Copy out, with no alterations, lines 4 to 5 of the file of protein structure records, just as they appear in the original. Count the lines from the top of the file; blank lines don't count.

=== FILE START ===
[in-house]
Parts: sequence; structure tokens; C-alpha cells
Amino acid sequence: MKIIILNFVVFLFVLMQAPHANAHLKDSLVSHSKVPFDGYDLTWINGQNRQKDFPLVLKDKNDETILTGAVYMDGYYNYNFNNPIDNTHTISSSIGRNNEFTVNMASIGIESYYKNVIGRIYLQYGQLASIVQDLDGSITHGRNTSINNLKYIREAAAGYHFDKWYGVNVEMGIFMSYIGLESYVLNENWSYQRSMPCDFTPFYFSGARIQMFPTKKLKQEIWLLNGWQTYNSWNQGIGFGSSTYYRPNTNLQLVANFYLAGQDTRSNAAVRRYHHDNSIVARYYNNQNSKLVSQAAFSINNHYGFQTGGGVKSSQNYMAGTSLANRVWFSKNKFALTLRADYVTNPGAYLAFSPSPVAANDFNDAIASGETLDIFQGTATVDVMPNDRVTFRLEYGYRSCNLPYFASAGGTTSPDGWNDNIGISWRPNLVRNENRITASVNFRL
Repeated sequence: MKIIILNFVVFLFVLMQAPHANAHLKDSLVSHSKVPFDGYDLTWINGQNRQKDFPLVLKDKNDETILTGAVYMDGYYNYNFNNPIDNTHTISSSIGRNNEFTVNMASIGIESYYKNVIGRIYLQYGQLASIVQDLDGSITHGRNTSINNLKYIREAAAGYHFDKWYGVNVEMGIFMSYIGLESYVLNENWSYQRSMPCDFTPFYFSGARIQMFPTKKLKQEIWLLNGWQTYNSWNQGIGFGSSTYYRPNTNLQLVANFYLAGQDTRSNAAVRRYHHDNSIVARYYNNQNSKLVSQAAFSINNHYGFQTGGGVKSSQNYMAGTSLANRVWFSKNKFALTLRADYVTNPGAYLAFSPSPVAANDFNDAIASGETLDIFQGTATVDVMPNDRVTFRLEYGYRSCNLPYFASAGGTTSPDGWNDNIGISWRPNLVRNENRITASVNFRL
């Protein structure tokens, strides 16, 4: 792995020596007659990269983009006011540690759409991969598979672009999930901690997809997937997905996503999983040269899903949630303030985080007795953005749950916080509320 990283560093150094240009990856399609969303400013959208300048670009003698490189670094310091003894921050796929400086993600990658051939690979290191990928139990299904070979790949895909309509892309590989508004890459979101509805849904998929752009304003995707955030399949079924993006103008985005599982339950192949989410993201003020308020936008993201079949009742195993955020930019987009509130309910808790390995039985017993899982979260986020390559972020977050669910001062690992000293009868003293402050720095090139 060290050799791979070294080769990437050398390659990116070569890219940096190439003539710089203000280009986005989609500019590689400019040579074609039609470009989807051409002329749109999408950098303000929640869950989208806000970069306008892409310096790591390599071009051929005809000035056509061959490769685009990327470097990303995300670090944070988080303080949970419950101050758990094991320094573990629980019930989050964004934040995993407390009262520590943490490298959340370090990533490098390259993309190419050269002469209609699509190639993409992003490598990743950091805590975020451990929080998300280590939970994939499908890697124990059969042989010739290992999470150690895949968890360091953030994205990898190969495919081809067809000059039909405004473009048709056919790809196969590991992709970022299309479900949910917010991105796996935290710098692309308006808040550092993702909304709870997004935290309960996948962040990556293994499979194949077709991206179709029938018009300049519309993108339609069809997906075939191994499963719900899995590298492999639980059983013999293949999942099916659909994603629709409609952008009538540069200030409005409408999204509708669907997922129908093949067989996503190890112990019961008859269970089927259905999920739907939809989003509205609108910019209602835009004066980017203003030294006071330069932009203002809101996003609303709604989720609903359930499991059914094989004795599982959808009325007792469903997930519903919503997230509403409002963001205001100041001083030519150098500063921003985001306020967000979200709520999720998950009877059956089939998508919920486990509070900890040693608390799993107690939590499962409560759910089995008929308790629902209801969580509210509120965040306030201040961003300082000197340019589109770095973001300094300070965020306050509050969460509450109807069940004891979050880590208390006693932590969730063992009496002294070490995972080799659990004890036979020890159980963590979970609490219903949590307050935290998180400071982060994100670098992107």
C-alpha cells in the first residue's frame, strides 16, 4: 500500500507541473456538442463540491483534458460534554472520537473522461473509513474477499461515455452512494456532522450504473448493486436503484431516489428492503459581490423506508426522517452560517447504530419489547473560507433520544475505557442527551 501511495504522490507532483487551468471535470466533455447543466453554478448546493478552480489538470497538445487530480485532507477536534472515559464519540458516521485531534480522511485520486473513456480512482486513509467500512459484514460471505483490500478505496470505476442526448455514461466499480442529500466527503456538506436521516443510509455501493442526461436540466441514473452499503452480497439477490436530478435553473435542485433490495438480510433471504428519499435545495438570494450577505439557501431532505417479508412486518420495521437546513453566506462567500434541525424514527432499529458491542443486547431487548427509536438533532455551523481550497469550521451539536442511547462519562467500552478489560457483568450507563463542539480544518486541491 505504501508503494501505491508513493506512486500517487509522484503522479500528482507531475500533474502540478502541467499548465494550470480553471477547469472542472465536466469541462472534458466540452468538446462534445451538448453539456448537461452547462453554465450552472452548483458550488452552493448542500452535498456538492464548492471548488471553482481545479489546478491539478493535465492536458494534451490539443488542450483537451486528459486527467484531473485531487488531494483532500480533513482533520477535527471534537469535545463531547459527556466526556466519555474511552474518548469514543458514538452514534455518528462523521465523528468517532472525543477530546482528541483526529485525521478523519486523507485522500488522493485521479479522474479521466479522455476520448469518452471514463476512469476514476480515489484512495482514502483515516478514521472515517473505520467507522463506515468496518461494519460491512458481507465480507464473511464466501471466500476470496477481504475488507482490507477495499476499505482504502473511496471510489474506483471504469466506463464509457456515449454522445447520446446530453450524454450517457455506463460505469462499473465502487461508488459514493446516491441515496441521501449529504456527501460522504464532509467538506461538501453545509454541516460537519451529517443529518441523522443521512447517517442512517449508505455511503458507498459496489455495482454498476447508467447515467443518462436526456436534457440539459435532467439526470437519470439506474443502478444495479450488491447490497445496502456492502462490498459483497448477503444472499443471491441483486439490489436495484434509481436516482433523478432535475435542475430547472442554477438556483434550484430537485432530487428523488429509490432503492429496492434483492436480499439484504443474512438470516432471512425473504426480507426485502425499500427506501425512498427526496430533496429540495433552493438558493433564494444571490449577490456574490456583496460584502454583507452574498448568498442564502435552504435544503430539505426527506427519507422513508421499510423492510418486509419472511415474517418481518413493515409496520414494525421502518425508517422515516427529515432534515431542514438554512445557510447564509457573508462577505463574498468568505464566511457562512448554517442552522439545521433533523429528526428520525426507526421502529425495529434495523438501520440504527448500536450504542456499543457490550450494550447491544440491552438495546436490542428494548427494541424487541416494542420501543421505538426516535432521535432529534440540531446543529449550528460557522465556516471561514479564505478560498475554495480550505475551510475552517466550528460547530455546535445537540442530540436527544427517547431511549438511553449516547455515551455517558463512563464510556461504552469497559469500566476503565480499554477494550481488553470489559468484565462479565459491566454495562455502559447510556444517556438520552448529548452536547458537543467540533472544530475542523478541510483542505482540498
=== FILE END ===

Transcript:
Repeated sequence: MKIIILNFVVFLFVLMQAPHANAHLKDSLVSHSKVPFDGYDLTWINGQNRQKDFPLVLKDKNDETILTGAVYMDGYYNYNFNNPIDNTHTISSSIGRNNEFTVNMASIGIESYYKNVIGRIYLQYGQLASIVQDLDGSITHGRNTSINNLKYIREAAAGYHFDKWYGVNVEMGIFMSYIGLESYVLNENWSYQRSMPCDFTPFYFSGARIQMFPTKKLKQEIWLLNGWQTYNSWNQGIGFGSSTYYRPNTNLQLVANFYLAGQDTRSNAAVRRYHHDNSIVARYYNNQNSKLVSQAAFSINNHYGFQTGGGVKSSQNYMAGTSLANRVWFSKNKFALTLRADYVTNPGAYLAFSPSPVAANDFNDAIASGETLDIFQGTATVDVMPNDRVTFRLEYGYRSCNLPYFASAGGTTSPDGWNDNIGISWRPNLVRNENRITASVNFRL
């Protein structure tokens, strides 16, 4: 792995020596007659990269983009006011540690759409991969598979672009999930901690997809997937997905996503999983040269899903949630303030985080007795953005749950916080509320 990283560093150094240009990856399609969303400013959208300048670009003698490189670094310091003894921050796929400086993600990658051939690979290191990928139990299904070979790949895909309509892309590989508004890459979101509805849904998929752009304003995707955030399949079924993006103008985005599982339950192949989410993201003020308020936008993201079949009742195993955020930019987009509130309910808790390995039985017993899982979260986020390559972020977050669910001062690992000293009868003293402050720095090139 060290050799791979070294080769990437050398390659990116070569890219940096190439003539710089203000280009986005989609500019590689400019040579074609039609470009989807051409002329749109999408950098303000929640869950989208806000970069306008892409310096790591390599071009051929005809000035056509061959490769685009990327470097990303995300670090944070988080303080949970419950101050758990094991320094573990629980019930989050964004934040995993407390009262520590943490490298959340370090990533490098390259993309190419050269002469209609699509190639993409992003490598990743950091805590975020451990929080998300280590939970994939499908890697124990059969042989010739290992999470150690895949968890360091953030994205990898190969495919081809067809000059039909405004473009048709056919790809196969590991992709970022299309479900949910917010991105796996935290710098692309308006808040550092993702909304709870997004935290309960996948962040990556293994499979194949077709991206179709029938018009300049519309993108339609069809997906075939191994499963719900899995590298492999639980059983013999293949999942099916659909994603629709409609952008009538540069200030409005409408999204509708669907997922129908093949067989996503190890112990019961008859269970089927259905999920739907939809989003509205609108910019209602835009004066980017203003030294006071330069932009203002809101996003609303709604989720609903359930499991059914094989004795599982959808009325007792469903997930519903919503997230509403409002963001205001100041001083030519150098500063921003985001306020967000979200709520999720998950009877059956089939998508919920486990509070900890040693608390799993107690939590499962409560759910089995008929308790629902209801969580509210509120965040306030201040961003300082000197340019589109770095973001300094300070965020306050509050969460509450109807069940004891979050880590208390006693932590969730063992009496002294070490995972080799659990004890036979020890159980963590979970609490219903949590307050935290998180400071982060994100670098992107």